Life finds a way to go on after a loved one dies. But attending certain events can be surprisingly difficult and triggering for a widow. And the unfortunate part is they are likely the events you don’t want to have a hard time with. Of course, the widow wants to celebrate with the new couple getting married and she wants to be there for the one who is experiencing loss. But, in her new world of having to do events without her husband, it can cause unavoidable sadness, often the kind she can’t cover up if she attends. Both wedding and funeral services come with triggers that are hard to avoid.
- Hearing the vows of the new couple reminds her of her own wedding and the covenant vow made “until death do us part.” She never dreamed that death would come much sooner than anticipated and so she grieves.
- She may feel like a third wheel or a “wedding wallflower.” Even if she comes with a friend, it can feel like there are flashing lights surrounding her, all announcing that she is alone.
- This event opens her up to potential unthoughtful comments and questions from others. Even well-meaning comments of compassion can cause the floodgate of her emotions to open up, and she will likely not want to be openly grieving at a wedding.
- She will remember the service for her husband and reconnect with those difficult emotions.
- She will have a clear picture of the journey that lies ahead for the one starting to grieve.
- She will again be faced with the reality of death and the importance of an eternal perspective.
5 ways to show compassion to a widow when attending one of these events:
- Speak words of empathy. She likely cannot help the way she feels.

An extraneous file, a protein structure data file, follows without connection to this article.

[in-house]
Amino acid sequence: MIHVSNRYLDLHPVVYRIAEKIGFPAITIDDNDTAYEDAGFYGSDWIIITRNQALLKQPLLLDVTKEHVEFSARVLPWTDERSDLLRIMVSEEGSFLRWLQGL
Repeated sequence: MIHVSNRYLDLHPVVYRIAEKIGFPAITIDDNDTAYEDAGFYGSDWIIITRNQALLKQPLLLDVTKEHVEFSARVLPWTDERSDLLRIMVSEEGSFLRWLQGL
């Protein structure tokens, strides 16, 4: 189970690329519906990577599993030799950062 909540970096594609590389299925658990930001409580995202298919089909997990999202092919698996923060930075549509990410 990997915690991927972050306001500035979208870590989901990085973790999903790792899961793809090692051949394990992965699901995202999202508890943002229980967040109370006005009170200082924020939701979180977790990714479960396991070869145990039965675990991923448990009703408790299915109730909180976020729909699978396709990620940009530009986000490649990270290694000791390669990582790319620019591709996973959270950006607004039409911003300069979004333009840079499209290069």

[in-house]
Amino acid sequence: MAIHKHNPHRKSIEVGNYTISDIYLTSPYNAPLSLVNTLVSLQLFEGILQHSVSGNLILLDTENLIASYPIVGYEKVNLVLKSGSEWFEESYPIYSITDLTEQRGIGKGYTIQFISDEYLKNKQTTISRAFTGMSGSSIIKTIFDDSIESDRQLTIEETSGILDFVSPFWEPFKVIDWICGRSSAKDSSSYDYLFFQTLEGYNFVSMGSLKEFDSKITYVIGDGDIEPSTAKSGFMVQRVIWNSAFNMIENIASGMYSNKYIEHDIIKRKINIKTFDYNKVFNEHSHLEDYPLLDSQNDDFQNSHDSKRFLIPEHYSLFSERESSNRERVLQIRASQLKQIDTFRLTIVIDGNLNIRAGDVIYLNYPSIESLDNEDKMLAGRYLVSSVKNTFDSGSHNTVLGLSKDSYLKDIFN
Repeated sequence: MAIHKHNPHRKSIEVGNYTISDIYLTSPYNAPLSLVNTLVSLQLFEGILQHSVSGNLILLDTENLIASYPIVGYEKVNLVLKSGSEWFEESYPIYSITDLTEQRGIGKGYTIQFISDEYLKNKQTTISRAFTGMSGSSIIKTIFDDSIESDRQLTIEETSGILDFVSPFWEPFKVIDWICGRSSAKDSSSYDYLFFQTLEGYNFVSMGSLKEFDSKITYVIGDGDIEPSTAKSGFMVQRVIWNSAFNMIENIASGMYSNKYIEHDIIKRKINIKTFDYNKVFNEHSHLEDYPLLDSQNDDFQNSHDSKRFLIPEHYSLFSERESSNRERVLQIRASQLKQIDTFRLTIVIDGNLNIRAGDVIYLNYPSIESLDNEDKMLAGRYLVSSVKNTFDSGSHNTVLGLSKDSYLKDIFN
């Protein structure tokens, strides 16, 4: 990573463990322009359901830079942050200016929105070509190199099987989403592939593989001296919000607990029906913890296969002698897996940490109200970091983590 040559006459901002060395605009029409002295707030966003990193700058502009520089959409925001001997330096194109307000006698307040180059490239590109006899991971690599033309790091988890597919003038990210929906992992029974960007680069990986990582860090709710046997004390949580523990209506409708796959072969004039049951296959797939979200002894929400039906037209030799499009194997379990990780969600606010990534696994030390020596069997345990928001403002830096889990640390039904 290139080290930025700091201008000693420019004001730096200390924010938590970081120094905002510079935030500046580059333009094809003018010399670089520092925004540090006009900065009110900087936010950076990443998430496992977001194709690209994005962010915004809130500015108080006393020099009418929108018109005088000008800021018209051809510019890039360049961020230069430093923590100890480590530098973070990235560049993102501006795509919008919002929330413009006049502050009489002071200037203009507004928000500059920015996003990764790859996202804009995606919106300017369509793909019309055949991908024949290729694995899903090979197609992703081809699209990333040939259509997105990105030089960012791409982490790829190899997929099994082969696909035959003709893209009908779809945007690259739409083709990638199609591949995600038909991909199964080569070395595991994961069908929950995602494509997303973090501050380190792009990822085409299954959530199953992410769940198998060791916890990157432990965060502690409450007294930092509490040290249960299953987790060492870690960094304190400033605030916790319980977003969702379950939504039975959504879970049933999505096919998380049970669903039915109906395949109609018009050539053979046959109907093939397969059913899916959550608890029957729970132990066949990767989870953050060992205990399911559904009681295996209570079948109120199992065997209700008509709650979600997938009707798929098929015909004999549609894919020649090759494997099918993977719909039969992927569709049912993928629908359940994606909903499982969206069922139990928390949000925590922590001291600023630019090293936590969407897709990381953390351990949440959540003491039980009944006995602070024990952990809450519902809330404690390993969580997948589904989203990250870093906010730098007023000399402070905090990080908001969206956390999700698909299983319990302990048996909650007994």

Wedding: She wants to be happy and not sad but these emotions often join together on her grief journey. Acknowledge the tenderness: “It must be hard coming to this wedding knowing that it will remind you of your own husband.” or “Tell me more about your wedding day or your marriage?”
Funeral: The environment of sorrow provides a breeding ground for doubling her own pain. Talk with her about this: “I can only imagine what you must be feeling sitting here today.” “It took courage for you to come knowing that you may relive the emotions experienced at the memorial for your husband.”
2. Extend an invitation to join you.
Wedding: “I am sure going to a wedding alone is not easy. We would like for you to join us.” or “We will save a seat for you.”
Funeral: “Would you like for us to pick you up?” “I still remember __________ about your husband’s memorial. It touched me deeply.”
3. Call ahead of the event to process grief with her.
Wedding: “I was thinking about you as you anticipate attending the wedding. How are you feeling?”
Funeral: “I still remember (name of her husband) and wanted to share this memory with you. His memorial service impacted me in this way___________.”
4. Check in a few days after the event
Wedding or Funeral: “It was so good to see you at the ______________.” “I am sure it must have been hard coming without _____________.” “Were you surprised by unexpected emotions? How are you processing everything?”
5. Send a note of encouragement.
Wedding: “It was so good to see you at the wedding. No doubt it took a lot of courage to come. You looked beautiful. I am praying for you knowing that there is the possibility that it stirred up some tender emotions.”
Funeral: “It meant a lot that you came to offer support at the memorial for ___________. I still remember how (name of her husband)’s funeral impacted me! I will be praying for you as you continue to grieve his absence.”
The timeline of grief is different for everyone. A widow in the first two years of her own grief will almost always feel tender attending either a wedding or funeral. Beyond the second year, she may feel emotionally stronger and her circumstances in life may have changed. Showing kindness and compassion is always a welcomed gift but it is important to ask the Holy Spirit to lead you in your response to her.
“Like apples of gold in settings of silver, is a word spoken at the proper time” (Proverbs 25:11 NASB).